Behind Enemy Lines: Part III

Our experts, John Crist of Bear Report and Brian McIntyre of Falcon Insider, head Behind Enemy Lines for a breakdown of Sunday evening's Week 6 matchup between the Bears and Falcons at Georgia Dome in Atlanta. Let's finish this three-part series with matchups to watch and final predictions.

Running Game vs. Front Seven:
Atlanta chose defensive tackle Peria Jerry with the 24th-overall pick of the 2009 NFL Draft to help improve the league's 25th-ranked run defense in 2008. Jerry was lost for the season in Week 2, but even before his injury, the Falcons run defense was struggling to hold opponents to less than five yards per carry. Last week, coach Mike Smith shuffled the front four, which now features 270-pound defensive end Kroy Biermann playing defensive tackle, so the Bears could have some success running between the tackles on Sunday.

TE Greg Olsen vs. LB Stephen Nicholas and SS Erik Coleman: Because Olsen immediately became best friends with Jay Cutler after the Pro Bowl passer arrived from Denver, it was assumed that the former Miami Hurricane was on the fast track to becoming an elite tight end in this league. Instead, Olsen has caught only 10 passes for 94 yards in four games, although he has proven to be an effective target near the goal line with two touchdowns. He is a lot faster than Nicholas and a lot bigger than Coleman, so perhaps this is the week Olsen breaks out with six or seven grabs.

OTs Sam Baker and Tyson Clabo vs. DEs Adewale Ogunleye and Alex Brown:
Ogunleye (4.5) and Brown (2.5) have accounted for half of the Bears' 14 quarterback sacks, but they'll be matched up with Baker and Clabo, who bookend an offensive line that has yielded just two sacks on the season and none since the season-opening win over the Miami Dolphins. The Bears may need to bring extra guys to put pressure on Ryan, which will create one-on-one matchups he has shown the ability to exploit.

WR Roddy White vs. CBs Zack Bowman and Charles Tillman: Bowman has a ton of talent and may be a great cornerback one of these days, but he was humbled by Detroit's Calvin Johnson last time out to the tune of five catches for 119 yards in the first half alone. The coaching staff made a change in the locker room and decided to have Tillman mirror Johnson the rest of the way, and the former Georgia Tech star only managed three receptions for 14 yards in the second half. Since White exploded for 210 yards receiving and a pair of touchdowns last week at San Francisco, it will be interesting to see if Tillman gets shadow responsibilities once again.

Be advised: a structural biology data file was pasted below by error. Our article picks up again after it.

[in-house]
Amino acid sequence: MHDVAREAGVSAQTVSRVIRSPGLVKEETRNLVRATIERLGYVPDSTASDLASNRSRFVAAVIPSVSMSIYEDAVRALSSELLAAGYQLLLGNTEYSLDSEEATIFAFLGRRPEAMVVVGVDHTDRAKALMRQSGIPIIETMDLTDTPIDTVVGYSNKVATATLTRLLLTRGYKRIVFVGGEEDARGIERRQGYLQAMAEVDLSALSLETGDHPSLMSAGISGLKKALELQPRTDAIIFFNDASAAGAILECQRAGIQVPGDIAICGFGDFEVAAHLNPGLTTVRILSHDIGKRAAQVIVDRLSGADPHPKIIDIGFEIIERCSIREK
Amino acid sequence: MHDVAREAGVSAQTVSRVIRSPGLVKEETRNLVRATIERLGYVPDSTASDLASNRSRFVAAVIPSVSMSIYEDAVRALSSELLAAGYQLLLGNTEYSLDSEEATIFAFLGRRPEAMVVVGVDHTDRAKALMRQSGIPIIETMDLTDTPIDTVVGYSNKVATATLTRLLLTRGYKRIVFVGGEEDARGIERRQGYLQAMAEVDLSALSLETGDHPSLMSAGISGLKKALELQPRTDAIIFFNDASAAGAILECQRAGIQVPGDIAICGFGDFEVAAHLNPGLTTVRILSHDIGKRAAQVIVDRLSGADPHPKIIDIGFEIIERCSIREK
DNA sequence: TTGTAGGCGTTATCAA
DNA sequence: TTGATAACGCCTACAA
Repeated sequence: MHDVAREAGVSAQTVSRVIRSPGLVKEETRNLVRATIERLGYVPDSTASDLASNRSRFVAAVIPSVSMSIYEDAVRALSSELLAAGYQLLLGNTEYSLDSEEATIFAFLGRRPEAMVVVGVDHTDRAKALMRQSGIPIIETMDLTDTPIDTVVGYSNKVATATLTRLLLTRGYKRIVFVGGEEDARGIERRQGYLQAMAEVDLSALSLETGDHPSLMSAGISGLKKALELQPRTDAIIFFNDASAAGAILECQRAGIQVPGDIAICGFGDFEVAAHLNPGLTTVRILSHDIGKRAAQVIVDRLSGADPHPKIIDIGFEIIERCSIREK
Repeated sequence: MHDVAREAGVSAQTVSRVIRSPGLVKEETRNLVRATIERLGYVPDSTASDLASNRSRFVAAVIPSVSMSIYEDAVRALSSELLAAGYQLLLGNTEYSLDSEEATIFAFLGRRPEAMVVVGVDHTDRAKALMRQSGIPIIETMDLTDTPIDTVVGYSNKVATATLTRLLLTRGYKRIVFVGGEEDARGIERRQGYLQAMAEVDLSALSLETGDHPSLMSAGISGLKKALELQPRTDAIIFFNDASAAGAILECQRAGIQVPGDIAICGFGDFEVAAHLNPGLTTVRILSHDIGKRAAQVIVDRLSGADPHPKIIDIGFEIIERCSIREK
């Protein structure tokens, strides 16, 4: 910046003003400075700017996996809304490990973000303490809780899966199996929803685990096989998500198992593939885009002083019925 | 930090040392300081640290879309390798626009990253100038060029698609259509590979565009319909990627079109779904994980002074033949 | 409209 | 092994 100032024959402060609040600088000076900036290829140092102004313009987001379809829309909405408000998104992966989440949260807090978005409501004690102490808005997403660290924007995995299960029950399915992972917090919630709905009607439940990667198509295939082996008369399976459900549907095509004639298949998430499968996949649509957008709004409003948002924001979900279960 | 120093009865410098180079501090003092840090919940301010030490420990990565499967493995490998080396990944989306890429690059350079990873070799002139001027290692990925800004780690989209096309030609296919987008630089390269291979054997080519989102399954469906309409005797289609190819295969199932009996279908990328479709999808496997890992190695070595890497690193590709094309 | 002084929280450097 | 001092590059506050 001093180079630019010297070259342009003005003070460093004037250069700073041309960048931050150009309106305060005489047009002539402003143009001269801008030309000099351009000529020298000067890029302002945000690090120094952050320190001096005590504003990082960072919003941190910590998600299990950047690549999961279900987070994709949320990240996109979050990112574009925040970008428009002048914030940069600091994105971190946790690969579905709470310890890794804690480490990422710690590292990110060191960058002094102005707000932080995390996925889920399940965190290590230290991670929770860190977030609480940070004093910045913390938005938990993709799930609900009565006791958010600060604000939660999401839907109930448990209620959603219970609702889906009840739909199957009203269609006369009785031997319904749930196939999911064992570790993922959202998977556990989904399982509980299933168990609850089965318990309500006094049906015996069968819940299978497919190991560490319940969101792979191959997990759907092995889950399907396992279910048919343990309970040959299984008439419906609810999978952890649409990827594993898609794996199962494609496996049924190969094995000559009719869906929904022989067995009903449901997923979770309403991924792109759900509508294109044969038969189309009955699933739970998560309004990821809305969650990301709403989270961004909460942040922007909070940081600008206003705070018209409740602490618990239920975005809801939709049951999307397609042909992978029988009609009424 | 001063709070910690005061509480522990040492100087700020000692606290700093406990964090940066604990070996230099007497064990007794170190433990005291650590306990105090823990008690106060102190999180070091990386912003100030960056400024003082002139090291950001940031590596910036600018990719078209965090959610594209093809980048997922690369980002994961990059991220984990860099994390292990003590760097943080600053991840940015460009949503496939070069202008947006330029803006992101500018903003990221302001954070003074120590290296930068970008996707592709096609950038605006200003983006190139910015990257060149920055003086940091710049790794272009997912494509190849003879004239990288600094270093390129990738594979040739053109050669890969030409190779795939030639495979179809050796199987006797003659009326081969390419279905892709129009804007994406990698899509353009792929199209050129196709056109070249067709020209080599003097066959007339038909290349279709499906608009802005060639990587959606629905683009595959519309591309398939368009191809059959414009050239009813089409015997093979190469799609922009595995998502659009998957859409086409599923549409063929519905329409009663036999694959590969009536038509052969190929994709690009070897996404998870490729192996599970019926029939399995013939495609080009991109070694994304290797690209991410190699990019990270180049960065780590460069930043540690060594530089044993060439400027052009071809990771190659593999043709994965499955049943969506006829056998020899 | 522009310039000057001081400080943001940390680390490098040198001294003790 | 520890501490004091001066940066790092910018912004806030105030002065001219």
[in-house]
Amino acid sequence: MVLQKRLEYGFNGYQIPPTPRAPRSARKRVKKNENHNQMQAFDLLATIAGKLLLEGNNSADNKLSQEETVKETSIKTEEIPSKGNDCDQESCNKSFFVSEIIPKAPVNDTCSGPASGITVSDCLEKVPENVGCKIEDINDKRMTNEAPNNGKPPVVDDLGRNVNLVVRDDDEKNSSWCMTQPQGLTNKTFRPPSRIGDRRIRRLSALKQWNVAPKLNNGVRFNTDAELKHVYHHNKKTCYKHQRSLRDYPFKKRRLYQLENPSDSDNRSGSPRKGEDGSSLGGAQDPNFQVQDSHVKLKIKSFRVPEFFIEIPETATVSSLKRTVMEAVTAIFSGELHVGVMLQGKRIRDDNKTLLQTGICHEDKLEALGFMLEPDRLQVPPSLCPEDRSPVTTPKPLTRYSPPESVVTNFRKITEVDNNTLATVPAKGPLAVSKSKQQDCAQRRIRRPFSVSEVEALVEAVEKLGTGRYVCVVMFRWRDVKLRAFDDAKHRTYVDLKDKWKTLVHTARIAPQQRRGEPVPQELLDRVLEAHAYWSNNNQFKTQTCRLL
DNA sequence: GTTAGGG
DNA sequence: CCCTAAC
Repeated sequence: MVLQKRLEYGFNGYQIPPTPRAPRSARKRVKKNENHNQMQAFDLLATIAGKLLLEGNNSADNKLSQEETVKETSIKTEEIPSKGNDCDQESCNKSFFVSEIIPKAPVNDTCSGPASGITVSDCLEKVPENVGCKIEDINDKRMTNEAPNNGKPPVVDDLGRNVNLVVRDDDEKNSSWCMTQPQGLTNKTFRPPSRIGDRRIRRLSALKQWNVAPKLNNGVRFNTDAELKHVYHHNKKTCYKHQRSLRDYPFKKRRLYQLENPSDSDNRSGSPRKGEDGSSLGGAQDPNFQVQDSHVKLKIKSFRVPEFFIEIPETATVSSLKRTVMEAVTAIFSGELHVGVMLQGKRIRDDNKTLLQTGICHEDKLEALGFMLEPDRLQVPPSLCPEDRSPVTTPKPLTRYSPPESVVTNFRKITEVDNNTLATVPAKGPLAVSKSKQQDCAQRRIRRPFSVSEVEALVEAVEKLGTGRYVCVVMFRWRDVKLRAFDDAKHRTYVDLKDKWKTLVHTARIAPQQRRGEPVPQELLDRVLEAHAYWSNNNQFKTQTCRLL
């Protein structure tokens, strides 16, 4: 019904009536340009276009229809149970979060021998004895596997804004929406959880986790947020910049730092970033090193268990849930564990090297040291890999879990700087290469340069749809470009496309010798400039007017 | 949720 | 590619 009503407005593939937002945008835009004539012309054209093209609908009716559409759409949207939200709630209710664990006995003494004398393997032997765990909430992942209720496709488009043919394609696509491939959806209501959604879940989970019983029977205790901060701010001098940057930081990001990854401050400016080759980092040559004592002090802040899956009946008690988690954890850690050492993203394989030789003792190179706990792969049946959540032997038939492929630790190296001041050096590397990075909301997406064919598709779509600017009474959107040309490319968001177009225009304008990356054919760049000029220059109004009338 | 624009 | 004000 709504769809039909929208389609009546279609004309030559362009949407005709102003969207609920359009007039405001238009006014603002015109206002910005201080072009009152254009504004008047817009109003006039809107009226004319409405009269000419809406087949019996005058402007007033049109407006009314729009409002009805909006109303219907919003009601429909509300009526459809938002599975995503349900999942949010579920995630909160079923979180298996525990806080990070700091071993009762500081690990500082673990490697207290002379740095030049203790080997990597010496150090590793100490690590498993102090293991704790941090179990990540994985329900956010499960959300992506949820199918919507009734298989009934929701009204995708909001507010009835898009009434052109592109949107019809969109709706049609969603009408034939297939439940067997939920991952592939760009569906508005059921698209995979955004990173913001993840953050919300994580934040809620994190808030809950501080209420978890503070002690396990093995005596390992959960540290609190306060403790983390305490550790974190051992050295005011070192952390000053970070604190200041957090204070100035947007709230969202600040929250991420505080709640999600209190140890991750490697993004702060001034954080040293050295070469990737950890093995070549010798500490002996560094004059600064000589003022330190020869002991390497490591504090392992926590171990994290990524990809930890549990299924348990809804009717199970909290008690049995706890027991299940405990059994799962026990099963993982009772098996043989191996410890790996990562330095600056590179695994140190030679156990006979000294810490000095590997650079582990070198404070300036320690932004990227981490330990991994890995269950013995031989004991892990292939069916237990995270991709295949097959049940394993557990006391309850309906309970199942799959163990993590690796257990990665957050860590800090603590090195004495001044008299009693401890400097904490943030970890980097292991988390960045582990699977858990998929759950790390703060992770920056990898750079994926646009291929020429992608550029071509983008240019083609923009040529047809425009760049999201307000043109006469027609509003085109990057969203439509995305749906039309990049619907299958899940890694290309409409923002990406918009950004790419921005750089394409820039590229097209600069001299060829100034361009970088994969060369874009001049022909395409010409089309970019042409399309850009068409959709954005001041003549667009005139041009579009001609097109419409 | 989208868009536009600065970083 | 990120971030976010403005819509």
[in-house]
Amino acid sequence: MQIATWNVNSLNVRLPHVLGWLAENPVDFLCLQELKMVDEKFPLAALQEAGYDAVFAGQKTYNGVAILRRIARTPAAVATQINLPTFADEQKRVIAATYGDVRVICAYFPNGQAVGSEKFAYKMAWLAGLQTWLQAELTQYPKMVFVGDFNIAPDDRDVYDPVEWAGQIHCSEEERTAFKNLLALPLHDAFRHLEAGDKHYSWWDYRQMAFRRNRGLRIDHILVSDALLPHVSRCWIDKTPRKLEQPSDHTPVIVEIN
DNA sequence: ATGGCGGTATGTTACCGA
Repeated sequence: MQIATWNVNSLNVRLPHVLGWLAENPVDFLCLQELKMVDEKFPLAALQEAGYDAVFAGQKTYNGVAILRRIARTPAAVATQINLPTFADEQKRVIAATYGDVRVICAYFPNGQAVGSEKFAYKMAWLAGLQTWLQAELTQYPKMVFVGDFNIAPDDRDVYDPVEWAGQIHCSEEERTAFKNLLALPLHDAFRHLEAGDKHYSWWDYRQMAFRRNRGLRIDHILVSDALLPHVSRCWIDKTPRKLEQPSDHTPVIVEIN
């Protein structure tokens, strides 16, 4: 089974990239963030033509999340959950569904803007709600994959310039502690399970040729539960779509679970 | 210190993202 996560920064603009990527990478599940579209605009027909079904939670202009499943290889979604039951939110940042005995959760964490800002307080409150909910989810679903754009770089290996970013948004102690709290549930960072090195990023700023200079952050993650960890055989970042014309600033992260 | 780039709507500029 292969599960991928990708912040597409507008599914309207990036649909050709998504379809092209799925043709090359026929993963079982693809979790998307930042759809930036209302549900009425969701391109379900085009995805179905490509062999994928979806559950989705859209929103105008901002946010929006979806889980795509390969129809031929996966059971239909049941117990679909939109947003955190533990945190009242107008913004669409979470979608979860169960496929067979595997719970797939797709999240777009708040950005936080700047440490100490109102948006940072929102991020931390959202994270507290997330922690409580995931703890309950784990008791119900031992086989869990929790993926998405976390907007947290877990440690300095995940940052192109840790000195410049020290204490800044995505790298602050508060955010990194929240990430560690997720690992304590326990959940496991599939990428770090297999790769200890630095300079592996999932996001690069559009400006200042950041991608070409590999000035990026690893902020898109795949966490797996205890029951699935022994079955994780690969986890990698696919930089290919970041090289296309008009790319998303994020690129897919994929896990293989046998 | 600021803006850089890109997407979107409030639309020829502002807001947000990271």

WR Roddy White
Getty Images: Ezra Shaw

... they win the turnover battle, throw healthy doses of Michael Turner and Jerious Norwood at the Bears, prevent Johnny Knox from breaking any big gains in the return game and keep Cutler off the field.

... they can't stop Matt Forte, the defense continues to struggle on third downs and Cutler has time to pick apart their secondary. Cutler is the only starting quarterback to beat the Falcons in the Georgia Dome during the Smith era, so if they can't stop him on Sunday, they're in trouble.

... they defend Turner as well as they did in last season's matchup. I know that seems a little bit bizarre since Chicago ultimately came out on the losing end 22-20, but it took a miracle final 11 seconds that included a botched squib kick, a blown coverage on a deep corner route and a 48-yard field goal as time expired for Atlanta to emerge victorious. Should the Midway Monsters hold Turner to 54 yards on 25 carries again, they'll take their chances.

... their defensive backs play as badly as they did in last season's matchup. Chicago's secondary was bitten by the injury bug hard both before and during that Falcons game in 2008, as evidenced by the fact that a rookie QB making his sixth career start completed 22 of 30 passes for 301 yards with one touchdown and no interceptions – he also wasn't sacked. I understand that Ryan is the real deal and already one of the better passers in this league, but the Bears have no chance if White gets behind the safeties and Tony Gonzalez controls the middle of the field.

Brian McIntyre:
Conditions are perfect for an Atlanta letdown Sunday. They're coming off a convincing road win over a division leader and facing a team coming off their bye. However, the Falcons are quite aware of how dangerous teams coming off a bye week are. They were coming off their bye last week against San Francisco, and the Bears are the first of four straight opponents they'll face who are coming off a bye. So they'll be very wary of how dangerous the Bears are. Despite the presence of two of the top young quarterbacks in the NFL, I think both teams will try to establish their ground games. I never thought I'd say this about a Falcons-Bears matchup, but I believe the Falcons are the more physical football team. And for that reason, I think they'll get the win. FALCONS 23, BEARS 17.

John Crist: This is a monster game between 3-1 teams, as the winner with own a head-to-head victory over an NFC opponent and, therefore, a leg up when it comes to wild-card berths and home field advantage come playoff time. Chicago has started slowly in all four games this season before playing much better in the second half, but now they're facing an Atlanta team that can bury on opponent quickly if given the opportunity. This has the makings of a back-and-forth contest, but I like Ryan and Co. to prevail in the Georgia Dome. FALCONS 27, BEARS 24.

To go back and read Part I of this Behind Enemy Lines series, where John answered five questions from Brian, Click Here. To read Part II, where Brian answered five questions from John, Click Here.

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John Crist is the publisher of Brian McIntyre is the NFL writer for

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